Q: I understand that the original film was 1 hour and 16 minutes. What had to be trimmed out for this TV version and are there other things that had to be left out and what were they?
A: Most of what we cut was around Naila’s backstory – her studies in Bulgaria, her courtship with Jamal, and their wedding back in Palestine. We had to trim some sections that had gone into greater depth around the organizing that was taking place, but the main themes remained intact. There were far bigger choices to be made with the first cut. We had interviewed dozens of women during our research phase, each with complex, emotional, and poignant stories. Stories that really should be told. Ultimately, we felt that Naila’s story was the best frame to tell the broader story of women’s resistance during the uprising, and in doing so we had to leave out some activists altogether or significantly trim the stories of those we included.
Q: What is the main theme or ideas that you’d like an American audience to take away from this film?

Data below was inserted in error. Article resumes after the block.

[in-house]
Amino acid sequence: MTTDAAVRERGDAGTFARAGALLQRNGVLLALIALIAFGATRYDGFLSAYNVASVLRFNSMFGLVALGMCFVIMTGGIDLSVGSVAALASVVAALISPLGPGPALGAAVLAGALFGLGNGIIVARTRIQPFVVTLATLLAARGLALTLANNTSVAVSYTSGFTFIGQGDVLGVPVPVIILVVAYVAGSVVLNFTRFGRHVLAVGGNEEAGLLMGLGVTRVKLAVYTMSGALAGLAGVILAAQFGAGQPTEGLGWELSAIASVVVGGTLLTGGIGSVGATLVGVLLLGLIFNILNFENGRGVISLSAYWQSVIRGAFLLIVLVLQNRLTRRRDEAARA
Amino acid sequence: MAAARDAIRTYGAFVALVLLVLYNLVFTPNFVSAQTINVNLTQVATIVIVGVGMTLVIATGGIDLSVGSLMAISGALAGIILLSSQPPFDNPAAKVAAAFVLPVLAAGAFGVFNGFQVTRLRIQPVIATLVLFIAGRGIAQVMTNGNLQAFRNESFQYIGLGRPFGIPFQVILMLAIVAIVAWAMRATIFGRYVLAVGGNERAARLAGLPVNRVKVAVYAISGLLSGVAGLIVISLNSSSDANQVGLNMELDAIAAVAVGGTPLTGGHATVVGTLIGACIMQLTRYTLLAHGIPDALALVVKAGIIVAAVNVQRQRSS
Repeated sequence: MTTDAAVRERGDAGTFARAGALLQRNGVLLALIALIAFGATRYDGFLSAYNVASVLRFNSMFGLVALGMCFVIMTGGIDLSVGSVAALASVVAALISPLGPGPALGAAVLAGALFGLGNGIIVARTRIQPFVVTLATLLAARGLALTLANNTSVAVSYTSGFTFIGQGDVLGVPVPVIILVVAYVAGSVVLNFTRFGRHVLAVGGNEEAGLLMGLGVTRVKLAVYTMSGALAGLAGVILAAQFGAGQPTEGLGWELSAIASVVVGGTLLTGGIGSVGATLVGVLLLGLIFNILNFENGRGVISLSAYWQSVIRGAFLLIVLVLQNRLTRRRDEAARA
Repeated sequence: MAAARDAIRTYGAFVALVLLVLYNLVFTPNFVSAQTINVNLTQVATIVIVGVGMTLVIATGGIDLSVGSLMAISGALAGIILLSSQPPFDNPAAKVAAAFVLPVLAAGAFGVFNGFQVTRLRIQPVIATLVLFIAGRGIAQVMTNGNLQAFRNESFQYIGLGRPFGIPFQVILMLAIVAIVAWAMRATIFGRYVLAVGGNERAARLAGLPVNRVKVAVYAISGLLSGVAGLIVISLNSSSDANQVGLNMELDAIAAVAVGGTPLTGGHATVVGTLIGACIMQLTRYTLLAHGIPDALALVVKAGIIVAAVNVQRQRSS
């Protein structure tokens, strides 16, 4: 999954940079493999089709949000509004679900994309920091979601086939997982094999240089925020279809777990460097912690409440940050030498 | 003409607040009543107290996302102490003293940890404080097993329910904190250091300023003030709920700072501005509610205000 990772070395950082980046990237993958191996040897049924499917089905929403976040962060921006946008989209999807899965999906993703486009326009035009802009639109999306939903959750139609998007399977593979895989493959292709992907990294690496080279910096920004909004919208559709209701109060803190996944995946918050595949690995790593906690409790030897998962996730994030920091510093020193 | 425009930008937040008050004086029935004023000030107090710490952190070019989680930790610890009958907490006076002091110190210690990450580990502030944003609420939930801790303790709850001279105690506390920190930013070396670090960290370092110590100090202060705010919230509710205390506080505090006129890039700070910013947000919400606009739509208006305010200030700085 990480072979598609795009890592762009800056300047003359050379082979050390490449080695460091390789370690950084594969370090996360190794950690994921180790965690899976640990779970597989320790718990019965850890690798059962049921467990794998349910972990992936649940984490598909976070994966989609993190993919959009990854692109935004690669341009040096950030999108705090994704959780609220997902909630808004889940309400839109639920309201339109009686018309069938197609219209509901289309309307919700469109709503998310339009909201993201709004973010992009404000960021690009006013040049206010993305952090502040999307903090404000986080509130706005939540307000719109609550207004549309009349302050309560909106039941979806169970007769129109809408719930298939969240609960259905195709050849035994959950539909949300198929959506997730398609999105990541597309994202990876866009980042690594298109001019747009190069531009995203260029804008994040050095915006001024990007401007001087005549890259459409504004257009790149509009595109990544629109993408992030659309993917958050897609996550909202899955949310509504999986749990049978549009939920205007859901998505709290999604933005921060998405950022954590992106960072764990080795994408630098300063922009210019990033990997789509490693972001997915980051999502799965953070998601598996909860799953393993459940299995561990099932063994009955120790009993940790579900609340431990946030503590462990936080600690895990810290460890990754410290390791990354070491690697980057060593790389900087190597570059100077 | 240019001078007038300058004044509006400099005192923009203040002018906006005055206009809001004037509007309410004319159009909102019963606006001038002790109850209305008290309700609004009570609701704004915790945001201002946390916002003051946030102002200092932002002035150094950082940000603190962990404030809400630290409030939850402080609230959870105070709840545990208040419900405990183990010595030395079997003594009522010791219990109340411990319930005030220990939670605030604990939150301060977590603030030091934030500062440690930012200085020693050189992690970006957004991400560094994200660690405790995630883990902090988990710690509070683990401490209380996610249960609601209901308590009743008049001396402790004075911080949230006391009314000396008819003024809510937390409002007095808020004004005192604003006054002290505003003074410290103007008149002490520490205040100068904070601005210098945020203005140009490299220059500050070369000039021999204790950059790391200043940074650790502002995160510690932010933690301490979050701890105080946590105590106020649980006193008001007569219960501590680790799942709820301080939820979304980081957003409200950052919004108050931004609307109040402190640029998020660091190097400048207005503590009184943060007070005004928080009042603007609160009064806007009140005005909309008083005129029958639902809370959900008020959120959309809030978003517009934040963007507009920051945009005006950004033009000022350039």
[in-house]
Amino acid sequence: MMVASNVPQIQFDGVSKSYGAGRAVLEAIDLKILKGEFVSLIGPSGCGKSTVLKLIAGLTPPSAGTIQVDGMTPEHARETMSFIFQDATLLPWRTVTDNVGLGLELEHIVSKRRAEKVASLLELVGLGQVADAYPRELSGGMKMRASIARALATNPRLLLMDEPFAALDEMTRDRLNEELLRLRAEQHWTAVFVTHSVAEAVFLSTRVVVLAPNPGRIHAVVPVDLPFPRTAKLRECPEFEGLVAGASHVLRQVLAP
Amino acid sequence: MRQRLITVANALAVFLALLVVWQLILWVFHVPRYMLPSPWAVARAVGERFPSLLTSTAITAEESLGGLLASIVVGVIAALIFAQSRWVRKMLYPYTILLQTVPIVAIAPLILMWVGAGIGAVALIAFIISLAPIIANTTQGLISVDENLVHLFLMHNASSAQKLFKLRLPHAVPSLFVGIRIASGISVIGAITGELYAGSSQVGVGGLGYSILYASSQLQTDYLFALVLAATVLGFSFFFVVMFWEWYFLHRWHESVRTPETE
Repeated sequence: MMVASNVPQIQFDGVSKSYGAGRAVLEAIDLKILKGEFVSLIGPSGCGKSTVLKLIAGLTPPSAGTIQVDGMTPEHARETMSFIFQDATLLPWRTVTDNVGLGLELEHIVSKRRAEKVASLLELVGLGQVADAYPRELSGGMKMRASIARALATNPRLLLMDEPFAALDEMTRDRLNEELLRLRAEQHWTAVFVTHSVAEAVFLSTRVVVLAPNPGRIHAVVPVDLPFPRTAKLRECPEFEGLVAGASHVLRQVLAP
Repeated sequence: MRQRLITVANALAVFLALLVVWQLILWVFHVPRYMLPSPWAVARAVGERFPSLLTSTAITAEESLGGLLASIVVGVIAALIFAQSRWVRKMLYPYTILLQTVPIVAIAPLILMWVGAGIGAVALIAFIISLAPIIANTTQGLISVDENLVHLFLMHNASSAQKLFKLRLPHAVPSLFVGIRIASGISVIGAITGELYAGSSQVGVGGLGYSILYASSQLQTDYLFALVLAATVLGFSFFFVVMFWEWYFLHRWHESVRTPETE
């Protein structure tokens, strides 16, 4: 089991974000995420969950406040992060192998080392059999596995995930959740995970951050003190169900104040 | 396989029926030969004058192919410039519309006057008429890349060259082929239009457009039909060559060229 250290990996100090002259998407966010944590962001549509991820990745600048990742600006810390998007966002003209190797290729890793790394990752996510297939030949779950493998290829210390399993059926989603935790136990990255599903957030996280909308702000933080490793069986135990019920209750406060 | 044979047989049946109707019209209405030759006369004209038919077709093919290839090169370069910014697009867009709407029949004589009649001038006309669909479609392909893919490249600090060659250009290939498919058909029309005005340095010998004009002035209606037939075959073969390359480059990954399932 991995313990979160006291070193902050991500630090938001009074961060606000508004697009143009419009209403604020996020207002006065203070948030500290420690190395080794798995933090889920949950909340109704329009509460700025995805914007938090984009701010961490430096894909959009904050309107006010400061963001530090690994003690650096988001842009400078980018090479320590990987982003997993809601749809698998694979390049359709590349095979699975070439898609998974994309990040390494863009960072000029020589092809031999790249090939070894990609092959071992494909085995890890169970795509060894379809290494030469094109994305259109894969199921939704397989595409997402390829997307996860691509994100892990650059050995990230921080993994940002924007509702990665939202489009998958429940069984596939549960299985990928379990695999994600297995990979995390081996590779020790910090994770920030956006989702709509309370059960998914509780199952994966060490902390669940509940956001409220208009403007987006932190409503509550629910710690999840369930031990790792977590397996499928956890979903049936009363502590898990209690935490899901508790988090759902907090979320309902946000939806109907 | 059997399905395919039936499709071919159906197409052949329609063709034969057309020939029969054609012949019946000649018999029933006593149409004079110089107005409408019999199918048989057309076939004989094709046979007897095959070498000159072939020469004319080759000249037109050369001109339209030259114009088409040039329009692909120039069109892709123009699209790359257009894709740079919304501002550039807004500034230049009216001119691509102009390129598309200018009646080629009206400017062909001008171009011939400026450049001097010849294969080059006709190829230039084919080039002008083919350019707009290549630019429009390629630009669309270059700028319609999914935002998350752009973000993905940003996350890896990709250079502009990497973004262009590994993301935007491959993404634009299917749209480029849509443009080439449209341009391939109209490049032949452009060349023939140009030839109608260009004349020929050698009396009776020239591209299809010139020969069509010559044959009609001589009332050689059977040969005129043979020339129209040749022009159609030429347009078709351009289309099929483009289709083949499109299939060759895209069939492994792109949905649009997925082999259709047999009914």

A: The most important theme – and it’s one that the entire “Women, War & Peace II” series aims to tackle – is that women are so often central to movements for justice and social change, but are routinely ignored or edited out. Palestinian women took the helm of the First Intifada in crucial ways and had an indelible impact, both on the quality of resistance that took place (largely unarmed, strategic and mass-led) and the durability of the uprising. “Naila and the Uprising” is our attempt to fill in the gap so that audiences have a deeper context while honoring the women who made incredible sacrifices for their community. Another theme is just how vital women’s resistance is to the success of movements for justice. We see in Naila and the Uprising something that researchers have known for a long time — movements that ideologically include and value women in public life are more likely to employ nonviolent resistance, and those that employ nonviolent tactics are more likely to achieve their aims. We’re grateful to have the force of the WWP series behind this film, as each film covers a unique aspect of how important women are in civil resistance and peace processes. Finally, the film draws out a theme that’s central to every Just Vision film: nonviolent civil resistance is an age-old and widely employed tactic in the region that gets far too little attention in the mainstream media. We’re all inundated with incident-by-incident reporting on the region or coverage of failed political machinations. That’s an incomplete narrative that overlooks daily grassroots organizing and the crucial context in which it takes place. “Naila and the Uprising” is one film in the Just Vision canon that aims to fills in that gap and provide a more holistic and accurate portrayal of reality on the ground in Palestine and Israel.